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  • Race Horse Men: How Slavery and Freedom Were Made at the Racetrack by Katherine C. Mooney
  • Kenneth Cohen (bio)
Race Horse Men: How Slavery and Freedom Were Made at the Racetrack. By Katherine C. Mooney. (Cambridge, MA: Harvard University Press, 2014. Pp. 321. Cloth, $35.00.)

In Race Horse Men, Katherine C. Mooney does exactly what her subtitle says: She explains “how slavery and freedom were made at the racetrack.” This is no small feat. As Amy Bass and others noted in a June 2014 roundtable in the Journal of American History, most histories of American sport analyze it as a reflection of economic and social developments rather than as an arena of cultural and political production where people “made” things like slavery and freedom.

Yet Mooney shows how racehorse owners and the black horsemen who labored for them did just that. Using a rich array of sources, including unprecedented work in the personal correspondence of a dozen leading owners and underused examples of visual evidence, in addition to [End Page 335] the periodical literature that typically dominates studies of racing, Mooney shows how both white owners and black workers envisioned and then tried to craft the worlds they wanted through thoroughbred racing. For owners, racing promised to “reaffirm established hierarchies” by giving wealthy men an exclusive stage on which their horses and staff represented them before an adoring public (38). However, successful horsemen who turned their own acclaim from owners and the public into improved circumstances saw racing as a vehicle to “succeed in becoming a master” themselves (64).

Mooney argues that, for the better part of the nineteenth century, these two visions co-existed more easily than one might expect. Indeed, the book’s early chapters convincingly explain how slave trainers, grooms, and jockeys gained uncommon degrees of autonomy and even respect from whites who comfortably permitted such authority precisely because they retained the power to sell or demote those horsemen. The popularity of fast horses handled by well-dressed, well-treated, and even well-paid slaves worked to obscure the brutality of slavery and “recognized the viability of their conception of the United States as a slaveholders’ republic” (95).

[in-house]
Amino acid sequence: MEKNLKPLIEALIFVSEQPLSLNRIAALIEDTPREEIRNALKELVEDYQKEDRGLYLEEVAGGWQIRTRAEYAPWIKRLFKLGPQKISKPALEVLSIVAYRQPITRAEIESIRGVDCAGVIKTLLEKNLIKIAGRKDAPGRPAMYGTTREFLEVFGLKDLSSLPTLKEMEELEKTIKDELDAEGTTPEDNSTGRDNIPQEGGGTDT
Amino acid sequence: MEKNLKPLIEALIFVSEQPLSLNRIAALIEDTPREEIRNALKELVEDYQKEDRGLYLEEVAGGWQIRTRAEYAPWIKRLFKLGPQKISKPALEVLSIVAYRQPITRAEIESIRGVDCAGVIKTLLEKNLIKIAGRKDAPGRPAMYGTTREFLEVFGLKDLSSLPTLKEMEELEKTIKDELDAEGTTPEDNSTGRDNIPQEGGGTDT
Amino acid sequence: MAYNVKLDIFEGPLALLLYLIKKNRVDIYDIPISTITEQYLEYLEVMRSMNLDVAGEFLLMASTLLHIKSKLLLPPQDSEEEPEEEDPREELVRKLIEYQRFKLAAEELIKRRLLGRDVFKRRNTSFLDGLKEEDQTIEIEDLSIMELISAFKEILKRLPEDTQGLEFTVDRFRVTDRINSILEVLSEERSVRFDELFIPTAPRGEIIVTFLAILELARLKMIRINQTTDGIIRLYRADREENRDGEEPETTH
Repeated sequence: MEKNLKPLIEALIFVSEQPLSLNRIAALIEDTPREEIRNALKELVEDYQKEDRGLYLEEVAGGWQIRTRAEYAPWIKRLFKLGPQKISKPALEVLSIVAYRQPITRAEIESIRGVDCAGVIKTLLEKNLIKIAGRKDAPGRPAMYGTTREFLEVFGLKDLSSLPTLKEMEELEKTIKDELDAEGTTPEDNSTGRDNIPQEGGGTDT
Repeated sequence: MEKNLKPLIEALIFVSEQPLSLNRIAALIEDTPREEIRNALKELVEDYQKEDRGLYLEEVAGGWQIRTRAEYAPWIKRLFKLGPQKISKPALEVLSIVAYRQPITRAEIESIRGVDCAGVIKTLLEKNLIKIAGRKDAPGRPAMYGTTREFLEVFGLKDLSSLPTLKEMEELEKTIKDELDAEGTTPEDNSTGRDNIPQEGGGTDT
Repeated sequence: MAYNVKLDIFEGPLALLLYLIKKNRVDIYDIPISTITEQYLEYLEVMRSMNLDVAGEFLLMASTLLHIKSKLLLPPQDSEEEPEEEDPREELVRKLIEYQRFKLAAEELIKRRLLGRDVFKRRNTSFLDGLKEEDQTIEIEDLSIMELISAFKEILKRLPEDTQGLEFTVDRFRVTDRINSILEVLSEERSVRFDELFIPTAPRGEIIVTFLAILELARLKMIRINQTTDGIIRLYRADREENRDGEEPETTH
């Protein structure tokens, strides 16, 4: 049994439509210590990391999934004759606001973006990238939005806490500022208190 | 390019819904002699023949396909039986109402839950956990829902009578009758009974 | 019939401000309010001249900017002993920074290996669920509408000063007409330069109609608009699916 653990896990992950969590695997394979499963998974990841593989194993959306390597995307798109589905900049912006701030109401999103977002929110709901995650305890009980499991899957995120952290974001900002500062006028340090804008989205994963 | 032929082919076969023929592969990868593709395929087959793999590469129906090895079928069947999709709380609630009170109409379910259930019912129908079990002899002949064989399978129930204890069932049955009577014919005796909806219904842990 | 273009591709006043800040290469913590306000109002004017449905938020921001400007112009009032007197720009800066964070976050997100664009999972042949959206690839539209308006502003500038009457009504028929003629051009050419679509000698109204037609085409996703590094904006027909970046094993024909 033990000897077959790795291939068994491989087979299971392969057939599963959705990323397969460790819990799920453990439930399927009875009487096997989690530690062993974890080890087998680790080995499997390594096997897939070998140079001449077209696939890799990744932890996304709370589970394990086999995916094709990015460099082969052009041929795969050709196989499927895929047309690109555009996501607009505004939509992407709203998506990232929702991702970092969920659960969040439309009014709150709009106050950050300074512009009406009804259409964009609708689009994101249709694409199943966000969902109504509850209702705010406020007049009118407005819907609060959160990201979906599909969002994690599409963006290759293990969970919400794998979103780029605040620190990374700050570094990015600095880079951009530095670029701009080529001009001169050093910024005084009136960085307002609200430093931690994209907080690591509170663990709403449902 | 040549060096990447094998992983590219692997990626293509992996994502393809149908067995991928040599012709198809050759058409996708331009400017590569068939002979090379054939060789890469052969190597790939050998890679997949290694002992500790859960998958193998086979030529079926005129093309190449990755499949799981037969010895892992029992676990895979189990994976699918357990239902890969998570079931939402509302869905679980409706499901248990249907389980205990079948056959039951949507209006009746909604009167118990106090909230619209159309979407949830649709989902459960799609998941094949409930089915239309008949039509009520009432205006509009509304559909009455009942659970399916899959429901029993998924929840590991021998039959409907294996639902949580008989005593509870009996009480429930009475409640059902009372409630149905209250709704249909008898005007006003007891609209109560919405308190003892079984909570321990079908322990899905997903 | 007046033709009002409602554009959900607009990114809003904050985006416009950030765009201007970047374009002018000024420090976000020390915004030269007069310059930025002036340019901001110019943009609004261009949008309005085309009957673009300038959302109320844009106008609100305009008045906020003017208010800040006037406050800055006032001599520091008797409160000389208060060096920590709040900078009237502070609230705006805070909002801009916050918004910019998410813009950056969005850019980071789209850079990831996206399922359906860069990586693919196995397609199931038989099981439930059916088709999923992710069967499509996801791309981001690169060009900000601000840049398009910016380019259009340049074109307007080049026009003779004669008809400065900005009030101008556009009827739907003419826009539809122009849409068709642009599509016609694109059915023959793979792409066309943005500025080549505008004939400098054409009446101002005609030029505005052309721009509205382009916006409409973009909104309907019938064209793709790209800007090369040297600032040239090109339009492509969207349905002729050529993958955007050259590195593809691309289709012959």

The compatibility of owners’ and horsemen’s visions faltered only after the Civil War, a conflict Mooney suggests the predominantly Whiggish racehorse-owning fraternity tried to avoid at all costs. At first, the 1870s and 1880s merely saw an injection of northern capital and ownership into racing, as the new industrial elite used the sport to unite North and South behind their management of white and black labor alike. Just as predecessors had imagined a slaveholding republic at the track, “now turfmen hoped that the track could help form a similarly powerful vision of freedom” that would preserve their economic and political control in the face of emancipation and labor unrest (163). But the introduction of segregation, coupled with grand displays of wealth and influence by successful black jockeys, undermined the old arrangement. “Black horsemen’s success could not be safely channeled into the support of white supremacy” any longer, and the story ends with white owners— supported by white horsemen—gradually pushing black men out of all but the bottom-most jobs in the thoroughbred world (225).

Some of this story is not new. Most of the fabled races, owners, and black horsemen Mooney recalls were first brought back to life in journalist Edward Hotaling’s books The Great Black Jockeys (1999) and Wink (2005). But Mooney valuably complicates Hotaling’s oversimplified and [End Page 336] overly optimistic spin on black men in the horse business. Her archival sources shed greater light on the owners, most notably detailing their retention of power over horsemen, and how they explicitly engaged with certain jockey clubs, races, and breeding clients in order to build political alliances that served their interests in industrial development for almost a century—from Henry Clay’s American System to the election of William McKinley. In addition, Mooney provides a more nuanced reading of the periodical literature, applying her findings from the archival record to read between the lines and bring to light the tension between owners’ political applications of racing and black horsemen...


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pp. 335-338
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